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Working time and energy consumption in global production networks: the roles of the EU, China and USA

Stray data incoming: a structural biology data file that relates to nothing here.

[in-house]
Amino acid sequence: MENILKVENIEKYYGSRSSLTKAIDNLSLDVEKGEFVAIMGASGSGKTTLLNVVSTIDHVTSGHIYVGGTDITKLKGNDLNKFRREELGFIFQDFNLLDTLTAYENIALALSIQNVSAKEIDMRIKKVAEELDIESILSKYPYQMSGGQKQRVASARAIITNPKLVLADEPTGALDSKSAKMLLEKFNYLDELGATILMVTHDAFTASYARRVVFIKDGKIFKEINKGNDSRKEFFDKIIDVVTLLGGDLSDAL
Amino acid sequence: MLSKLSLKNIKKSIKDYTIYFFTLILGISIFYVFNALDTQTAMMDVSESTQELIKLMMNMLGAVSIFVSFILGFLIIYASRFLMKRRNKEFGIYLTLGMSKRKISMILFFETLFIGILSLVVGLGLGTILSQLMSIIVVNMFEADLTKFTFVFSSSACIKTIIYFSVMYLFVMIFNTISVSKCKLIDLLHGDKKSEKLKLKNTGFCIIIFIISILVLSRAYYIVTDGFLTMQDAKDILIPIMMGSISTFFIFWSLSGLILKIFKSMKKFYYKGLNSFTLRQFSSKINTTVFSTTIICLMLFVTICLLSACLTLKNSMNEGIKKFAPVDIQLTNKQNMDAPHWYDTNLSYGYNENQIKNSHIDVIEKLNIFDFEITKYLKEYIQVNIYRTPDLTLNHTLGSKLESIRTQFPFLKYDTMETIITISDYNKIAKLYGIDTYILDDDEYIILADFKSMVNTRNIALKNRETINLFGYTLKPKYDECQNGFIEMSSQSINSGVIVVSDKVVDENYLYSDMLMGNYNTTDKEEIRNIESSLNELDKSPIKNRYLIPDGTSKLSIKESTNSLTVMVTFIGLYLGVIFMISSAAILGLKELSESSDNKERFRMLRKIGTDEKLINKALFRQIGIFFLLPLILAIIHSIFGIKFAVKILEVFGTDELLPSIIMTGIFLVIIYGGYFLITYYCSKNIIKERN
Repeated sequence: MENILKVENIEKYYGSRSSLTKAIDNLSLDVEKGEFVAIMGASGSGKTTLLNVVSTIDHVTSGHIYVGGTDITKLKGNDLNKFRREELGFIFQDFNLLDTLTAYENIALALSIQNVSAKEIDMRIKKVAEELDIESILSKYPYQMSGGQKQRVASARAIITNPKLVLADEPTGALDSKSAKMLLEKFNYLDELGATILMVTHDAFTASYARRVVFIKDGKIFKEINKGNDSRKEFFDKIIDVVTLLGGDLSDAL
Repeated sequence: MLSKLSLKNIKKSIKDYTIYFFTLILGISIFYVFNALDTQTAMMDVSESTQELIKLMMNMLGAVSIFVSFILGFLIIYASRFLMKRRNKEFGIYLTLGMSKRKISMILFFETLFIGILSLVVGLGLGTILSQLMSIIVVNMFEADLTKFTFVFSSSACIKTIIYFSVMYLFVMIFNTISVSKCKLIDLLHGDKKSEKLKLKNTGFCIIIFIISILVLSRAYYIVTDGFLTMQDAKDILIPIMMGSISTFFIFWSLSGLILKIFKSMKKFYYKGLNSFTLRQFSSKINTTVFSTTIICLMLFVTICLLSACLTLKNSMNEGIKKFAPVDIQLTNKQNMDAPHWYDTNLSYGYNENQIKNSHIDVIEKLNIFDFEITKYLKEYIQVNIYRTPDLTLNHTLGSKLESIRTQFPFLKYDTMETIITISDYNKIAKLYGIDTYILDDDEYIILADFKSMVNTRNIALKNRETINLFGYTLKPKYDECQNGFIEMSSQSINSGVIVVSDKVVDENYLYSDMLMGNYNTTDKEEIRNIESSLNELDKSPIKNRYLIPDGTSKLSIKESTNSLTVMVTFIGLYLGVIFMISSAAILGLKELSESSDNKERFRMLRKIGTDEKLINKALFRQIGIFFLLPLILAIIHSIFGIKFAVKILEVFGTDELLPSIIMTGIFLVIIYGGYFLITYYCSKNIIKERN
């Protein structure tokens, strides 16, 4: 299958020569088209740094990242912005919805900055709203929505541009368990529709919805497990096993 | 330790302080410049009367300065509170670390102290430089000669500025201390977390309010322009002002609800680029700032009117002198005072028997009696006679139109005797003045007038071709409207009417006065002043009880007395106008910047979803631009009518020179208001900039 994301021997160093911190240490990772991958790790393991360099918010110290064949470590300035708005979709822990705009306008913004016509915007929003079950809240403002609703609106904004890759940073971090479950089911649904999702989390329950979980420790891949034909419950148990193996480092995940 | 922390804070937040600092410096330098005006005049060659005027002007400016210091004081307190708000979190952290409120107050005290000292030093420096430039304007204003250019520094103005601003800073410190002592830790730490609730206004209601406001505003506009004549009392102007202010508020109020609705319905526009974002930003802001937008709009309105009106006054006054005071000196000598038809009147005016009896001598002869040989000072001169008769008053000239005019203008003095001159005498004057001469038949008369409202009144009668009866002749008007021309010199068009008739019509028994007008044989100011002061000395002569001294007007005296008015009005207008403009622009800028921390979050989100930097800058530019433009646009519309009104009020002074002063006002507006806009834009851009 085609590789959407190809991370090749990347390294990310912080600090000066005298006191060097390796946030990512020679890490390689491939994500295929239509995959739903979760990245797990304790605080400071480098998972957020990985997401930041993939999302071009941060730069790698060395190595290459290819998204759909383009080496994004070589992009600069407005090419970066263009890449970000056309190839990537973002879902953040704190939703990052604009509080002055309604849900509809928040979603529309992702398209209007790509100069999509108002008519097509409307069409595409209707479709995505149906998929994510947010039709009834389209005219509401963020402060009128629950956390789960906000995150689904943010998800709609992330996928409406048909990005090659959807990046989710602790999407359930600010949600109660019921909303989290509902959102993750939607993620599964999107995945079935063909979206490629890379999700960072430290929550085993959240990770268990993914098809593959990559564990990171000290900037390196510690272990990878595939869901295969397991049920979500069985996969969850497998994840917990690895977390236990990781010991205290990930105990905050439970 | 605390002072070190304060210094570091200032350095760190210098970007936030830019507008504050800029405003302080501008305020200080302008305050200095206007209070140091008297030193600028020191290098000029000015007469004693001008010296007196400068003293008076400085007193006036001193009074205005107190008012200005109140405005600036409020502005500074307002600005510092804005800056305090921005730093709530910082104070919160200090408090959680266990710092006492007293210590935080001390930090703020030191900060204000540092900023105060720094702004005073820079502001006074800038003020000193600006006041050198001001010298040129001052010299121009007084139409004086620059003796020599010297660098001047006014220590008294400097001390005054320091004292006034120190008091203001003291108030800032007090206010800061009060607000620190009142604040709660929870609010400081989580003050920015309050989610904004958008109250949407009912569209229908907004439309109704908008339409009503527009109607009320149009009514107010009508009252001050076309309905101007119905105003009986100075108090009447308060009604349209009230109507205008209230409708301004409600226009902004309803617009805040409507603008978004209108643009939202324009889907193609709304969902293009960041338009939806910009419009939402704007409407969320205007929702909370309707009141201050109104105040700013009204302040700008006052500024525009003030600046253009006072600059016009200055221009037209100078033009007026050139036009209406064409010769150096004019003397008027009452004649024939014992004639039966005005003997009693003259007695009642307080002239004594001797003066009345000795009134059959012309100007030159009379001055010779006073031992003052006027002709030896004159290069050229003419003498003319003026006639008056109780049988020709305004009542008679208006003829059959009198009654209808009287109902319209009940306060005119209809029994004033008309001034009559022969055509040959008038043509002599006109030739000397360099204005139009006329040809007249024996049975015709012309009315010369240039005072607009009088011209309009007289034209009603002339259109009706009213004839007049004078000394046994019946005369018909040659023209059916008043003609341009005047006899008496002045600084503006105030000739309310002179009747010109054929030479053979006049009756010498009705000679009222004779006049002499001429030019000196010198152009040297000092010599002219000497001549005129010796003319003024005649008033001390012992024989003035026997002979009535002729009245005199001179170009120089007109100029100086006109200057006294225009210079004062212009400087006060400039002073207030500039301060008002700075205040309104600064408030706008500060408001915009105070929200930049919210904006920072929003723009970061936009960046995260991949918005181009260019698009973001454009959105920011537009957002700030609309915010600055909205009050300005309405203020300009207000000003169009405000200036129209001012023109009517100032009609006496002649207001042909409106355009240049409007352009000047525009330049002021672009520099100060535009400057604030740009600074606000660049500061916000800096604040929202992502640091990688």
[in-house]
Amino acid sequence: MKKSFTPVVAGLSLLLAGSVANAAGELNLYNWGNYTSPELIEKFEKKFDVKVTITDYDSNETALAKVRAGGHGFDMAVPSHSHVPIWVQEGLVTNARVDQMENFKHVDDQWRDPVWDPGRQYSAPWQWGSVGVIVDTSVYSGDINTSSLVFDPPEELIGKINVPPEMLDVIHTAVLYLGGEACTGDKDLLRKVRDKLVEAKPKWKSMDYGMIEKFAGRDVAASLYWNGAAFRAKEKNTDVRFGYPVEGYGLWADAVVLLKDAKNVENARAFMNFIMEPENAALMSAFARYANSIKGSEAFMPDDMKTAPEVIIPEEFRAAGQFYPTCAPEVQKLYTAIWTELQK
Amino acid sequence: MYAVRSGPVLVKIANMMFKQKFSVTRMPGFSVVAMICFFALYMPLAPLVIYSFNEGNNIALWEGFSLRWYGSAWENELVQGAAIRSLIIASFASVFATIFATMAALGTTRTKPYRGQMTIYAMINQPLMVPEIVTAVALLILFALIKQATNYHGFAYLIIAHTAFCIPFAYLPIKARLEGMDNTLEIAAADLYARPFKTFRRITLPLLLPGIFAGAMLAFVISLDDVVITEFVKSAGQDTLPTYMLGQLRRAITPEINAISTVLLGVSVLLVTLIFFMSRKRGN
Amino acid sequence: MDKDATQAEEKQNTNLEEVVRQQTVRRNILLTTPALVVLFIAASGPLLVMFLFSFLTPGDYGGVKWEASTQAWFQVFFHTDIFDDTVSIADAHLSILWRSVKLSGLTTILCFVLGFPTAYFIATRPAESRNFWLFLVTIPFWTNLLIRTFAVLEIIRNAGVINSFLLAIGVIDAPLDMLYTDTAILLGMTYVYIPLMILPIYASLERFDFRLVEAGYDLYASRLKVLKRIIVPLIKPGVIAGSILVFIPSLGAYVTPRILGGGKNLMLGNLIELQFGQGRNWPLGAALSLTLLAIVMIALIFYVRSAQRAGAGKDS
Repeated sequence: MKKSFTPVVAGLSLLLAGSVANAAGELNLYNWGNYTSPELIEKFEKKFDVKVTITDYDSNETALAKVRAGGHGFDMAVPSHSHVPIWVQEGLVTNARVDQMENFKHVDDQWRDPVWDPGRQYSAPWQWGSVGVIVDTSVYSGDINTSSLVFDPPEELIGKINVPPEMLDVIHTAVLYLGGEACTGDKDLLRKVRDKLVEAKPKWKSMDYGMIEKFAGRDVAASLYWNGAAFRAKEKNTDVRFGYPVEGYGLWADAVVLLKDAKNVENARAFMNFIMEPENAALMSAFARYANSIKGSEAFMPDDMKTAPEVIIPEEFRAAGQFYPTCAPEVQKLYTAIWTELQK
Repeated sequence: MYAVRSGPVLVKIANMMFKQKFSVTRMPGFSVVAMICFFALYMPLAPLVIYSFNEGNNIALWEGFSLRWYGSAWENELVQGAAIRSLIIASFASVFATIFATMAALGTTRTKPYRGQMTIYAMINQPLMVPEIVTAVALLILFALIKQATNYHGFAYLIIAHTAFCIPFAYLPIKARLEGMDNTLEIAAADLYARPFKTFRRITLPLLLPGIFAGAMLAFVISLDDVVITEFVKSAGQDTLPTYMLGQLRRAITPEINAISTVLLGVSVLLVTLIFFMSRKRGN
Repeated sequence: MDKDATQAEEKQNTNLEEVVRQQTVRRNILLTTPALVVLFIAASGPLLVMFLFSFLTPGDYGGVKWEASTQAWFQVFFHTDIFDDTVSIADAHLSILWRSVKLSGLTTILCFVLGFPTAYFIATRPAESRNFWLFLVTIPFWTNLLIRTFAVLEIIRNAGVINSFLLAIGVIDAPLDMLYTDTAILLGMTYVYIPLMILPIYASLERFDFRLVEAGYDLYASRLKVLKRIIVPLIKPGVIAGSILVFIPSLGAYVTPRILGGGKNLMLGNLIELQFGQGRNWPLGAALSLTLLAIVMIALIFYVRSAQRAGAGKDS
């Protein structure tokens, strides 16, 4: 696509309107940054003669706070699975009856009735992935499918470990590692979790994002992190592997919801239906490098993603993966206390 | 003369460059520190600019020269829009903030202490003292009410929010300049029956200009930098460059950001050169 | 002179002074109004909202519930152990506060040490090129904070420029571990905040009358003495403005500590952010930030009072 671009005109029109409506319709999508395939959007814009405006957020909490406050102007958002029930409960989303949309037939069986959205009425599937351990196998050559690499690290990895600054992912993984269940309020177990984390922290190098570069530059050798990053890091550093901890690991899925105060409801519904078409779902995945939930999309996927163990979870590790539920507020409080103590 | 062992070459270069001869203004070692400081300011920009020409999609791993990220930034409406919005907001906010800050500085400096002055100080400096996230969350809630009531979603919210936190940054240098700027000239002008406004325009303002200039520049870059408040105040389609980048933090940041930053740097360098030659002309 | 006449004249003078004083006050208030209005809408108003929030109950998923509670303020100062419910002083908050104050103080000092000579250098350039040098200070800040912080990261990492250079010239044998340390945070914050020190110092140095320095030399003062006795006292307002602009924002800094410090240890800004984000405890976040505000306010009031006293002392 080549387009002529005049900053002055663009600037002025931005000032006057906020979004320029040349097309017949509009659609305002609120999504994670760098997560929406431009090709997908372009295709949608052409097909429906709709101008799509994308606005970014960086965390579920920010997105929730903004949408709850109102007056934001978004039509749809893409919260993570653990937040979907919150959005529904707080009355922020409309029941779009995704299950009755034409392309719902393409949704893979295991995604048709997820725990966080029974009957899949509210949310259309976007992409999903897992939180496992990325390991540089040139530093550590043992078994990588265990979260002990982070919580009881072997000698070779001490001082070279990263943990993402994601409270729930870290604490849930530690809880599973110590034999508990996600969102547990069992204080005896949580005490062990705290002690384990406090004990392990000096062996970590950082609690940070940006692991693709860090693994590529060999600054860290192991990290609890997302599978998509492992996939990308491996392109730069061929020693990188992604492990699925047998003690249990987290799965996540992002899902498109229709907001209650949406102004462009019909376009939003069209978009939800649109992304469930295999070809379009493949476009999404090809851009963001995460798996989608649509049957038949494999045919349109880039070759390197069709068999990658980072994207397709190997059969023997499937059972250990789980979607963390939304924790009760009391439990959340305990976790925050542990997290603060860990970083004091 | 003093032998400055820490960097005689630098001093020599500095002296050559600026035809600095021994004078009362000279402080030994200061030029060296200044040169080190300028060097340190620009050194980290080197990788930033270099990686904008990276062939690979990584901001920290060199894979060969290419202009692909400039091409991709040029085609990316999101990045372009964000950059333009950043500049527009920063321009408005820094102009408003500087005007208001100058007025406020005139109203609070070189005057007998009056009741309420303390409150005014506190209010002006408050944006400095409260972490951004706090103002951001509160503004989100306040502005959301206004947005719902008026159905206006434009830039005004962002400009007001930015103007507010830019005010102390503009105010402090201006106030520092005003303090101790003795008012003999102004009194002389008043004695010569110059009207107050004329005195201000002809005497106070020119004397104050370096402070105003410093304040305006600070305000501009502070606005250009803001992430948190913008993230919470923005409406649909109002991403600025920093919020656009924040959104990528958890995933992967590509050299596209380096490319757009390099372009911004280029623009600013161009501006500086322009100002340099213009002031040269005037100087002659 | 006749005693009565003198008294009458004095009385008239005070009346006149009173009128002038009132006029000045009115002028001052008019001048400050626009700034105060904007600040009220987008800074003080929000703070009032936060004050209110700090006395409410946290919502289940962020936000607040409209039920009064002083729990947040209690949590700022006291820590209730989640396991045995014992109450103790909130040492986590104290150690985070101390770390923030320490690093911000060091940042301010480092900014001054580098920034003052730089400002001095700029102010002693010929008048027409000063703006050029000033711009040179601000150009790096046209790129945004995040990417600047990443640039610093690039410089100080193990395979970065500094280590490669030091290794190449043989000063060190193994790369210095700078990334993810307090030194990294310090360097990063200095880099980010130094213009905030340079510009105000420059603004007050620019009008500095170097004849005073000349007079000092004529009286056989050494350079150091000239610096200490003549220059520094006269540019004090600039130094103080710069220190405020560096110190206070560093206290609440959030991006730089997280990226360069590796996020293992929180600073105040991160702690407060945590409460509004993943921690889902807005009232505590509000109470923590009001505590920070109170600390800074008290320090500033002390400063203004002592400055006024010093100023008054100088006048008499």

Most of the objects we consume are products of global production networks, where specific functions and manufacturing processes are performed in each region and a new international division of labor emerges. This has important implications for the geographic localization of energy consumption and CO2 emissions. If these dependences at the global level are not considered, national policies aimed at meeting the Sustainable Development Goals and Paris agreement become meaningless and may encourage carbon leakage and other kinds of externalization of environmental impacts. A clear understanding of the economic structure of countries and their role inside the world economy is a prerequisite for finding fair solutions to sustainability problems that go beyond technical innovation. This presentation is based on the results of two EU projects (EUFORIE and MAGIC) and aims to provide insight into the biophysical basis of production, consumption and trade of the European Union, China and the United States. In particular, we focus on working time and energy consumption by economic subsectors for the year 2011, in both absolute and per capita terms. The results are calculated via MRIO databases and Multi-Scale Integrated Analysis of Societal and Ecosystem Metabolism (MuSIASEM) indicators: the energy metabolic rates (energy consumption per hour of work) and economic job productivity (value added per hour of work). The results show that the greater consumer per capita of both labour and energy is the USA, followed by the EU. About half of the amount of the labour time embodied in their consumption is carried out inside their borders, the other half outside. However, energy is consumed more locally in those regions. The growing machinery use substitutes human work, increasing the energy metabolic rates. China shows larger self-sufficiency, with a local consumption of 91% of working time and 87% of energy embodied in their consumption. On the other hand, they show different job allocation patterns. While China still maintains the greatest share of workforce in agriculture, USA and EU have it in the tertiary and quaternary sectors. This implies that they must import embodied work and energy in productive sectors (agriculture, mining and industry). An internalization of those economic activities would affect strongly the socio-economic structure of those societies, and move them away from their sustainability targets.